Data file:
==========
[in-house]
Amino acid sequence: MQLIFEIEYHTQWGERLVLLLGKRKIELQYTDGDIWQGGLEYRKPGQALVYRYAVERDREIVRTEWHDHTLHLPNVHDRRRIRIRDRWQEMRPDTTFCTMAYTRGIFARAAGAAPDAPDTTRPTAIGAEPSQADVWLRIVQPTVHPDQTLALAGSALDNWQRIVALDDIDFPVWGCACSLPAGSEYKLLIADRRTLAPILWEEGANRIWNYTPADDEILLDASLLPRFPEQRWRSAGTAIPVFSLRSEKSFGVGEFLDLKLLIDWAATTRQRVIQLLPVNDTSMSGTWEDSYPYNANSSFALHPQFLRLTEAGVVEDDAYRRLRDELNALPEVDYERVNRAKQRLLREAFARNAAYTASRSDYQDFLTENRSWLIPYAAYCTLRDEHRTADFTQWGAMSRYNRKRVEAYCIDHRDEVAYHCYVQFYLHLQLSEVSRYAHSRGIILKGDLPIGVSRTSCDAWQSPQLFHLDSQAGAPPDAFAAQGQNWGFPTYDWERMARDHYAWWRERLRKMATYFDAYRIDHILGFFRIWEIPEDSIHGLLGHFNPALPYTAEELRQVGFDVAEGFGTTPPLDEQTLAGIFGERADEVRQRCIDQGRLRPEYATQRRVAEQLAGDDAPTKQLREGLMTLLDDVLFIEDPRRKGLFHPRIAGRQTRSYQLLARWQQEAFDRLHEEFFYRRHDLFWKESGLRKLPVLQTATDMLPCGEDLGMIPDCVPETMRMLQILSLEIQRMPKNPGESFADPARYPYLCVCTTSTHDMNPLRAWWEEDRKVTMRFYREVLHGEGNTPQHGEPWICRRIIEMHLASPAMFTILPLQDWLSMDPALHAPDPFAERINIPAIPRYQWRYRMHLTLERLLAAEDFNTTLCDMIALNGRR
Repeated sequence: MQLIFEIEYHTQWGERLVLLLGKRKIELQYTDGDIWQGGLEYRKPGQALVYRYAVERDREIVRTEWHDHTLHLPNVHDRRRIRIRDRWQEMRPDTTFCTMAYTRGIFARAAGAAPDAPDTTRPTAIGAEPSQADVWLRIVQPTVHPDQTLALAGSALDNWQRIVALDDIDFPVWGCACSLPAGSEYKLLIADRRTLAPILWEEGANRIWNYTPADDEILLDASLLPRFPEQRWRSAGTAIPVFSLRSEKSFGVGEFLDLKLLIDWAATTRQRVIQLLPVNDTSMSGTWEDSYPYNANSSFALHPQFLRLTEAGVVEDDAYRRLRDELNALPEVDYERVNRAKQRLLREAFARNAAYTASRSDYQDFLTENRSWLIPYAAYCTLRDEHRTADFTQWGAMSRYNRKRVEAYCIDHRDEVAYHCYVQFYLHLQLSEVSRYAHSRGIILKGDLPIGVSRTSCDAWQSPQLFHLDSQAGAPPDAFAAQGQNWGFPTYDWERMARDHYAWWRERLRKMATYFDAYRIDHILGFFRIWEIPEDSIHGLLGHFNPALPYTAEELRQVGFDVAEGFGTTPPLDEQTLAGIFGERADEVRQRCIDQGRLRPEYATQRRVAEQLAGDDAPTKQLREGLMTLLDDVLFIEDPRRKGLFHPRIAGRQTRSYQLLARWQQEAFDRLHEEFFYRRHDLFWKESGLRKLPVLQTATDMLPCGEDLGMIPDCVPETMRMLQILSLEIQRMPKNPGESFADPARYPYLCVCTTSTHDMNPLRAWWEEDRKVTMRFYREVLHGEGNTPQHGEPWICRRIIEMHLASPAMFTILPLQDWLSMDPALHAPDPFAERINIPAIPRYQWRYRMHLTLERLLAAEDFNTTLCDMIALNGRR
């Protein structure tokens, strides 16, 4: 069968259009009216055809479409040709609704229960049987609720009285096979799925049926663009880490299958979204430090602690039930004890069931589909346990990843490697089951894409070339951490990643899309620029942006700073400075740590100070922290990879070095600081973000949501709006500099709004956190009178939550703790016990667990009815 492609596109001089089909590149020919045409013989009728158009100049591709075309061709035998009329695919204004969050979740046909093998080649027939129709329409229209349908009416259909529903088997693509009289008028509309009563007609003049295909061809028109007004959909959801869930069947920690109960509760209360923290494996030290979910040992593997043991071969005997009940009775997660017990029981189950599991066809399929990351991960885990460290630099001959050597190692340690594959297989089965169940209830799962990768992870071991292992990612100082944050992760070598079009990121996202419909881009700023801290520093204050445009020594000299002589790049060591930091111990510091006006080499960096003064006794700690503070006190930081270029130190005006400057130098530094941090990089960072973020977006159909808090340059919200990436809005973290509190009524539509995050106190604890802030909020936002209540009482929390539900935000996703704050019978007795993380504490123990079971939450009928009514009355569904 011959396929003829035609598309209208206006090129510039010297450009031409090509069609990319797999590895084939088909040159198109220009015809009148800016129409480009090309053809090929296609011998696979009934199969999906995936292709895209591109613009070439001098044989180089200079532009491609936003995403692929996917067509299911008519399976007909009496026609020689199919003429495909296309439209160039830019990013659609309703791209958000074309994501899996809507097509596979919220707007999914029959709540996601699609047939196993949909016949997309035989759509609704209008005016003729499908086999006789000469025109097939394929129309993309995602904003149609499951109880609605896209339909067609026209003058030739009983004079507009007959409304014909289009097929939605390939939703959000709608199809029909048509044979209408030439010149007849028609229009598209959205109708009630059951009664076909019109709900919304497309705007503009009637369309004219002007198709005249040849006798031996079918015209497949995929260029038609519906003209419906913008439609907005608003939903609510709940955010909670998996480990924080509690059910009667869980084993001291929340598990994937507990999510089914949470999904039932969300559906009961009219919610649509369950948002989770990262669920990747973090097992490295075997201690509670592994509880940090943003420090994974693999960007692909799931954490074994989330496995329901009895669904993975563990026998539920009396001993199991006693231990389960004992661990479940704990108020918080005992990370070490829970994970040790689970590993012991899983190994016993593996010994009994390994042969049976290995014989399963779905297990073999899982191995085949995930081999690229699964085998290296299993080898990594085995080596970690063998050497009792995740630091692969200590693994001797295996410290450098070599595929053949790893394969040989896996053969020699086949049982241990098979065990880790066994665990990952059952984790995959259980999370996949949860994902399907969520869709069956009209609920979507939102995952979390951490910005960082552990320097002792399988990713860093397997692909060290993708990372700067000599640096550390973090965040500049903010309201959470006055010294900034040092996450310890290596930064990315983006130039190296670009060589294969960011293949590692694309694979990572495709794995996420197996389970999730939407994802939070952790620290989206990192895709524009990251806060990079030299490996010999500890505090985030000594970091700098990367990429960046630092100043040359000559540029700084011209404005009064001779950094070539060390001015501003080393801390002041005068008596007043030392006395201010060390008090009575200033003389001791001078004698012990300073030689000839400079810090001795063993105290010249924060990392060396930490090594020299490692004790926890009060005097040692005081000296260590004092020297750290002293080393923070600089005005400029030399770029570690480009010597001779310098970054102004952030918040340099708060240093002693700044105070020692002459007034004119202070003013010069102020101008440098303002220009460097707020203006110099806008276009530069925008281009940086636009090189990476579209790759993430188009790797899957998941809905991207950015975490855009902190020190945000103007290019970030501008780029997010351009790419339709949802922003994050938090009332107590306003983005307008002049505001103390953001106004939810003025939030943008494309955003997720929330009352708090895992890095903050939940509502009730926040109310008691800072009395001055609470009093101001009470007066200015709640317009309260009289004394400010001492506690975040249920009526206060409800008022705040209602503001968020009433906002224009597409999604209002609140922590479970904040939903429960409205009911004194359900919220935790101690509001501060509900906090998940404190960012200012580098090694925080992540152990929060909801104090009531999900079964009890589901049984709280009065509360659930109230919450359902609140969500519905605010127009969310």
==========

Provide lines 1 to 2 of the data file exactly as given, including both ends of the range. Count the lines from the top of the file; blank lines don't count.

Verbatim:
[in-house]
Amino acid sequence: MQLIFEIEYHTQWGERLVLLLGKRKIELQYTDGDIWQGGLEYRKPGQALVYRYAVERDREIVRTEWHDHTLHLPNVHDRRRIRIRDRWQEMRPDTTFCTMAYTRGIFARAAGAAPDAPDTTRPTAIGAEPSQADVWLRIVQPTVHPDQTLALAGSALDNWQRIVALDDIDFPVWGCACSLPAGSEYKLLIADRRTLAPILWEEGANRIWNYTPADDEILLDASLLPRFPEQRWRSAGTAIPVFSLRSEKSFGVGEFLDLKLLIDWAATTRQRVIQLLPVNDTSMSGTWEDSYPYNANSSFALHPQFLRLTEAGVVEDDAYRRLRDELNALPEVDYERVNRAKQRLLREAFARNAAYTASRSDYQDFLTENRSWLIPYAAYCTLRDEHRTADFTQWGAMSRYNRKRVEAYCIDHRDEVAYHCYVQFYLHLQLSEVSRYAHSRGIILKGDLPIGVSRTSCDAWQSPQLFHLDSQAGAPPDAFAAQGQNWGFPTYDWERMARDHYAWWRERLRKMATYFDAYRIDHILGFFRIWEIPEDSIHGLLGHFNPALPYTAEELRQVGFDVAEGFGTTPPLDEQTLAGIFGERADEVRQRCIDQGRLRPEYATQRRVAEQLAGDDAPTKQLREGLMTLLDDVLFIEDPRRKGLFHPRIAGRQTRSYQLLARWQQEAFDRLHEEFFYRRHDLFWKESGLRKLPVLQTATDMLPCGEDLGMIPDCVPETMRMLQILSLEIQRMPKNPGESFADPARYPYLCVCTTSTHDMNPLRAWWEEDRKVTMRFYREVLHGEGNTPQHGEPWICRRIIEMHLASPAMFTILPLQDWLSMDPALHAPDPFAERINIPAIPRYQWRYRMHLTLERLLAAEDFNTTLCDMIALNGRR